By: Karen Warnick, The Independent
Photo provided by EC Bar
It's taken Jim Crosswhite almost 15 years to make sure the three-mile section of Nutrioso Creek that runs through his EC Bar Ranch meets the government's standards for water quality and aquatic/wildlife habitat.
Now that he has achieved that goal through a lot of hard work, time and money, he is making sure the 94- acre riparian corridor will be preserved into perpetuity by donating a conservation easement to the New Mexico Land Conservancy, which holds 31 easements in the Southwestern United States.
In 1998, the Arizona Department of Environmental Quality determined Nutrioso Creek did not meet water quality standards and placed it on a list of "nonattaining" water bodies, which is a section of the Clean Water Act, called 303(d).
Decades of over-grazing by livestock and elk had caused severe erosion of the stream banks leading to non-functional riparian conditions and high levels of "turbidity" or suspended sediment. Crosswhite voluntarily implemented all state and federal recommendations to improve water quality and aquatic/wildlife habitat.
In 2003, as part of the restoration process, Crosswhite created a 50-year Safe Harbor Agreement with the U.S. Fish and Wildlife Service (USFWS) to protect the habitat, including two endangered species; the Little Colorado River Spinedance and the Southwestern Willow Flycatcher. Crosswhite was the first private landowner in Arizona to enter such an agreement.
By 2006, riparian conditions had improved to such an extent the Arizona Game and Fish Department (AGFD) and the USFWS captured hundreds of threatened native fish trapped in drying pools downstream on the Apache Sitgreaves National Forest and released them in restored sections of the creek on his ranch. A USFWS spokesperson stated "The practice of salvaging a listed species from public land and placing them on private land is rarely warranted and demonstrates Crosswhite's commitment to threatened and endangered species ... In fact; it may be the only instance where this has occurred in Arizona."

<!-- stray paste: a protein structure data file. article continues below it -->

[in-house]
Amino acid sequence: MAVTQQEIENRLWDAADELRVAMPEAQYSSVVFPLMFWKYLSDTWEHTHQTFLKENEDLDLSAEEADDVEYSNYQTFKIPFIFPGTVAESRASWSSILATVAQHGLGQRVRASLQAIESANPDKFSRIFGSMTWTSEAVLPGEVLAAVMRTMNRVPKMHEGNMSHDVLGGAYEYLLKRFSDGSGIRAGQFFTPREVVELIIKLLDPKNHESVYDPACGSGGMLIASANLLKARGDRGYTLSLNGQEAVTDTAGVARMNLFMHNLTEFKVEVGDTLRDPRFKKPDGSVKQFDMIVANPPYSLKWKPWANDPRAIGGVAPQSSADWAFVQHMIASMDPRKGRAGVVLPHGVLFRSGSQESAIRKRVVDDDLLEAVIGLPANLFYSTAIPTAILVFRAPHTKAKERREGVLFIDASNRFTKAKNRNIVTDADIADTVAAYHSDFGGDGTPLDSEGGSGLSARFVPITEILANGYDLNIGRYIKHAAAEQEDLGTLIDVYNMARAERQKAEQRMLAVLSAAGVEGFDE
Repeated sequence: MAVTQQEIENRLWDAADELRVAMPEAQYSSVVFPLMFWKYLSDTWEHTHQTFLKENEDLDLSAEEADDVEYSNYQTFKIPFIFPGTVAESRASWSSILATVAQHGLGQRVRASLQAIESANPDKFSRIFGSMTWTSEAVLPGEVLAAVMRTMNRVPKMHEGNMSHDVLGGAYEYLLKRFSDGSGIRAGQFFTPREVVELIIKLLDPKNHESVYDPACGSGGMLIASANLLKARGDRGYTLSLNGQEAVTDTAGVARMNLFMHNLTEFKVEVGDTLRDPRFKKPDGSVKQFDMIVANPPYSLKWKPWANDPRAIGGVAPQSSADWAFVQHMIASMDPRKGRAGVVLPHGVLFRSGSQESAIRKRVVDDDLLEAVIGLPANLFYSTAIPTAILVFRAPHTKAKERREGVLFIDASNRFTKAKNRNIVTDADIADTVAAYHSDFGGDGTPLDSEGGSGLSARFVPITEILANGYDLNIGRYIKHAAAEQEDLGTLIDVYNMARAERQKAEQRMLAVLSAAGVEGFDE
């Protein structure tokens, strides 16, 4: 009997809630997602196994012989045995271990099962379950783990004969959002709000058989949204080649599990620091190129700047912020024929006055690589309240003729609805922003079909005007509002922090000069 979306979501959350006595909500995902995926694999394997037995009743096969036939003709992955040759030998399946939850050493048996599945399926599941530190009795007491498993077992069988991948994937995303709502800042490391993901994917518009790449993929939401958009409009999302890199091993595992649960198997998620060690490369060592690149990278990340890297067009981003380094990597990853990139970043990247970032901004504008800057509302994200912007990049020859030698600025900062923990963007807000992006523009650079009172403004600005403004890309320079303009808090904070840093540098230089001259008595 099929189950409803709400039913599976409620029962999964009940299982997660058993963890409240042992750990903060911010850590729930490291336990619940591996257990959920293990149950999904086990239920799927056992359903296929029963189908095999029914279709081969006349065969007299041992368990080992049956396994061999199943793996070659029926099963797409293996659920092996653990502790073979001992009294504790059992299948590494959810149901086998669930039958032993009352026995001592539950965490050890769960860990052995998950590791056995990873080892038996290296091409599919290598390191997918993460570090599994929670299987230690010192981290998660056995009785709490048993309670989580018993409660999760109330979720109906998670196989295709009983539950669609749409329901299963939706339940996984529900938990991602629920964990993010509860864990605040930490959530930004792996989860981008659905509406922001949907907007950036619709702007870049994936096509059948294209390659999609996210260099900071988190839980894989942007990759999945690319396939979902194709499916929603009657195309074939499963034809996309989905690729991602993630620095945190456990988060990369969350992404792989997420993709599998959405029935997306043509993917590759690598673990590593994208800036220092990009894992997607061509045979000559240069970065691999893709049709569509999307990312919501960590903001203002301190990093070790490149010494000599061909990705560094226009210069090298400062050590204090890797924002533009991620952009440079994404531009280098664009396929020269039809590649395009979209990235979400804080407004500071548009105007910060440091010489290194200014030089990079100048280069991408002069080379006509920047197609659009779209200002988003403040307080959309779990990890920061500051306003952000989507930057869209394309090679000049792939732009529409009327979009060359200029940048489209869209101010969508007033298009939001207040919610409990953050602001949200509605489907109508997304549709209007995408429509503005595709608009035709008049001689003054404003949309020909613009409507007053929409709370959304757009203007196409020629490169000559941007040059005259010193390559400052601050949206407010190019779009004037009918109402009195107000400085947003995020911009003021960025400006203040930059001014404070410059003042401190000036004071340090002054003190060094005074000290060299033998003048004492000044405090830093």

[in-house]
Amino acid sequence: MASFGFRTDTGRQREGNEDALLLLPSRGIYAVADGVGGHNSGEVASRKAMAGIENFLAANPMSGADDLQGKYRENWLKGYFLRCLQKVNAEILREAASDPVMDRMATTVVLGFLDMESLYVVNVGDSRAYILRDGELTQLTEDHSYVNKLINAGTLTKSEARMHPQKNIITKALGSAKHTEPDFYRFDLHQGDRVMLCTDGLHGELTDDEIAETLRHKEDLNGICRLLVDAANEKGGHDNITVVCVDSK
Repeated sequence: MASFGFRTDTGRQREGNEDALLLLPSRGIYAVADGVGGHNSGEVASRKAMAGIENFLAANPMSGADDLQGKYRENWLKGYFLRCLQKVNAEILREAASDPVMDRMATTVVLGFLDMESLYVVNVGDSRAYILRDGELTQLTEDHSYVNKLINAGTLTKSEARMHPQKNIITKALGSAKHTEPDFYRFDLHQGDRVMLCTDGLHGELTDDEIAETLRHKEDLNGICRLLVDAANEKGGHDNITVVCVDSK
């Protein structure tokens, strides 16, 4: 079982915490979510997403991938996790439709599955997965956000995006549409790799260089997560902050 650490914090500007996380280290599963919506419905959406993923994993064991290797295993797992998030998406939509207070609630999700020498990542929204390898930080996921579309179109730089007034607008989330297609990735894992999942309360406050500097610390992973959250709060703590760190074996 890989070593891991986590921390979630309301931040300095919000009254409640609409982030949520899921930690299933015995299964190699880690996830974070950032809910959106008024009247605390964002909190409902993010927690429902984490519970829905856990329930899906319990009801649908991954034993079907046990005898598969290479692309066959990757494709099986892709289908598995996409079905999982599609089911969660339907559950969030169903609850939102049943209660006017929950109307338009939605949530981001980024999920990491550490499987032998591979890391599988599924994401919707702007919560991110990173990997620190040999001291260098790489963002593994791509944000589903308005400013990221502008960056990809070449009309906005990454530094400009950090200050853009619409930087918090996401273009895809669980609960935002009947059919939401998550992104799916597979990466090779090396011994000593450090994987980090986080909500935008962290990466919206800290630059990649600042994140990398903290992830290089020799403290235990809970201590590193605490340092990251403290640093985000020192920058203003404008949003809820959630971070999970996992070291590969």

Also in 2006, the ADEQ determined due to restoration by Crosswhite, water quality standards had been met on Nutrioso Creek, leading the EPA in 2009 to remove about 13 miles of the creek from the 303(d) list of nonattaining water bodies. This was the first instance a water body in Arizona has been delisted due to mitigation.
Crosswhite's work with riparian restoration and sustainable livestock practices has helped EC Bar Ranch to attain the highest water quality and aquatic/wildlife habitat standards of any landowner, public or private, in Arizona, while still maintaining a viable ranching operation.
Besides the protections to land, water and habitat that are preserved by the EC Bar Ranch Conservation Easement, scenic open space values are also protected since the easement property is visible from the Coronado Scenic Byway (Highway 191). The easement also preserves agricultural values, allowing livestock management practices compatible with conservation values, to continue.
When asked about the future, Crosswhite said he would like to "continue to implement conservation practices and work with Arizona legislators to create incentives for others to donate conservation easements to qualified organizations. Such incentives may include tax credits and education to the public about restoration and protection strategies."
For over 10 years, Crosswhite has hosted field trips on his ranch to provide information about his conservation methods.
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